Francesca Washtell reports on BudgIT, a mobile app and website, which is enhancing the way Nigerians can hold their government to account.
In recent years sub-Saharan Africa has gained praise and international attention for its innovative and expanding technology scene. Much of the praise has so far been directed to Kenya, home of the revolutionary mobile banking app M-Pesa, leading it to be dubbed the ‘Silicon Savannah’. However, there are a number of thriving start-up bases across the continent which are increasingly offering home-grown tech solutions to some of Africa’s biggest social and political challenges.
In Nigeria, one of the most successful examples of technology combining with social change can be found in the form of a mobile app and website called BudgIT. Established in March 2011 by Nigeria’s Co-Creation Hub (a non-profit incubator for creative, socially-minded tech ventures), it launched in September of the same year with the simple yet profound aim to make Nigerian government budgets more accessible, understandable and transparent.
Although at present the Nigerian budget is published annually, it usually only emerges in non-readable PDF formats that have little hope of trickling down and informing ordinary citizens about government spending. With the big data the budget generated frequently being lost through poor presentation, and the majority of Nigerians losing out on holding the government to account and tracking its spending, the need arose for a more inclusive way to publish the data and enhance citizen participation.
BudgIT’s expertise is to visually present Nigerian federal and state budget data using infographics, interactive charts and games that can be found on both its website and app. Mindful of Nigeria’s education and literacy rates, utilising a visual approach both simplified the data and allowed it to reach a much wider audience.
According to Oluseun Onigbinde, Team Lead at BudgIT, “BudgIT understands the literacy span in African society and that most citizens cannot understand budgets, public data and public policy in the manner that it is provided to citizens. Our approach is to use creative means to simplify the budgets and allow more voices in the room who demand accountability and transparency.”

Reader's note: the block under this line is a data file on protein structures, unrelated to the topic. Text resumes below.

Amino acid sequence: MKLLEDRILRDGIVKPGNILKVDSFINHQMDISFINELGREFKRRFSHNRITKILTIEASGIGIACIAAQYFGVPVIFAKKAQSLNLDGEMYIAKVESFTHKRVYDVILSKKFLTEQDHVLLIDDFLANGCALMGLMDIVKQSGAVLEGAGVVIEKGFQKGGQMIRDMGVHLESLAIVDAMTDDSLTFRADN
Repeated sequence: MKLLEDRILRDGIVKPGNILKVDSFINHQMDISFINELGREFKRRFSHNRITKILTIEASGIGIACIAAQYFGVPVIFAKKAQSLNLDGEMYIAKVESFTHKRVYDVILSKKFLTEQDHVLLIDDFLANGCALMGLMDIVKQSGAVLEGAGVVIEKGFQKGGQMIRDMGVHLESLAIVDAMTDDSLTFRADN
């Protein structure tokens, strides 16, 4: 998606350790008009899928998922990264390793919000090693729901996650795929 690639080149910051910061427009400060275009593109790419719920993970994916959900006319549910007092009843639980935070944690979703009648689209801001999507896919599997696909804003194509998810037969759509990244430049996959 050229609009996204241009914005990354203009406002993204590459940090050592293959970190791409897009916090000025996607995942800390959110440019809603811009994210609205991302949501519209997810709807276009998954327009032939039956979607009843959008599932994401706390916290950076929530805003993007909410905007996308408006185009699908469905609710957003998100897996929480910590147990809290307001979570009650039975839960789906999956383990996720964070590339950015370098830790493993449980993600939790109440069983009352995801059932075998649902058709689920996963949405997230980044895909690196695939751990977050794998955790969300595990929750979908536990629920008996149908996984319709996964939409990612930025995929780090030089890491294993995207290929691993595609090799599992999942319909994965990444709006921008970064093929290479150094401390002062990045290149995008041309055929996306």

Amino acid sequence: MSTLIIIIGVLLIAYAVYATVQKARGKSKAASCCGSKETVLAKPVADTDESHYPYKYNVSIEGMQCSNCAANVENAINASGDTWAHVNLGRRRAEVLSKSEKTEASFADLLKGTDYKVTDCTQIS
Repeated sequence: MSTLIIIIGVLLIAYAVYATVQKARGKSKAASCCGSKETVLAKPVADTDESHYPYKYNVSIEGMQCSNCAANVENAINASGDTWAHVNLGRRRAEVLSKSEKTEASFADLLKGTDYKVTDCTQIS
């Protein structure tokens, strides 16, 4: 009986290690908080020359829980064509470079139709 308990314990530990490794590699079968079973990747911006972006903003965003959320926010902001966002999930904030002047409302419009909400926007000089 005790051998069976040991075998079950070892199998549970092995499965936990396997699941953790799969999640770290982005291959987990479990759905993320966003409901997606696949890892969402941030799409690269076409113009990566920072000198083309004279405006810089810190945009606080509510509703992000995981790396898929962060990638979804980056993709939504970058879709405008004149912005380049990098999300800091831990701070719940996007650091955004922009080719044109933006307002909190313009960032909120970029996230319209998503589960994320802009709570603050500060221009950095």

The reaction to BudgIT from the Nigerian public has been phenomenal, and since launching in 2011 the website has generated over 4 million hits and there are more than 172,000 unique users. Although Nigeria is Africa’s biggest mobile market, BudgIT are aware that a large percentage of Nigerians don’t have smart phones and are not on social media. This has prompted small forays into grassroots campaigning, such as in Ekiti State, which ensured that citizens who form the highest voting block had access to the budget before casting their votes.
The response from the Nigerian government has also been encouraging. Even if BudgIT is not always on the same page as the government and sometimes uses Freedom of Information instruments to request certain data, they have worked with the government in a capacity building programme for the National Assembly Budget and Research Office (NABRO) to ensure that they have the right skills in budget data analysis, although there have been more collaborations as well. “We also built software that easily maps the Nigerian budget according to location for geo-tagging purposes. The Ministry of Finance and other leaders in the development sector appreciate what we do and even specifically ask donors to fund us,” says Onigbinde.
As well as receiving a good reception from both the Nigerian public and government, BudgIT quickly garnered praise and support from the wider international development community. The principle of transparency has gained increasing traction in the past decade and is now firmly planted at the top of the international development agenda. When the G8 summit was hosted by Britain last year, although many of the goals of development and charity campaigns revolved around familiar themes such as increased aid and the elimination of world hunger, transparency and related tax initiatives were also at the forefront of demands, constituting a key pillar in the Enough Food For Everyone IF campaign. Among the organisations who have worked with BudgIT include Partners for Democratic Change, ONE, Open Society for West Africa, the World Bank, Open Knowledge Foundation, Westminster Foundation for Democracy and a host of others.
While transparency is an issue being widely promoted by the NGO and development community, initiatives such as BudgIT demonstrate that some of the most effective ideas for social change can be locally generated. BudgIT receives most of its funding through grants from international NGOs and the development sector, but Oluseun agrees with the fundamental definition that BudgIT is a Nigerian invention and “an innovation within a democracy.” BudgIT’s model is currently being tested in Sierra Leone, Liberia and Angola and will be opening an office in Sierra Leone this July.
Supporting technology start-ups, competitions and local hubs may be one of the best ways to cultivate entrepreneurial ideas that come from within Africa itself, rather than relying on the advice of international policymakers or development workers. This model holds true for the rest of the world too and development practitioners who don’t engage with local technology scenes may well find themselves missing out on some of the most pioneering products and organisations in a given country. As Oluseun explains, “technology might not be the entire solution to the multi-faceted problems but it is an enabler for improvement.”
Francesca Washtell is an LSE alumna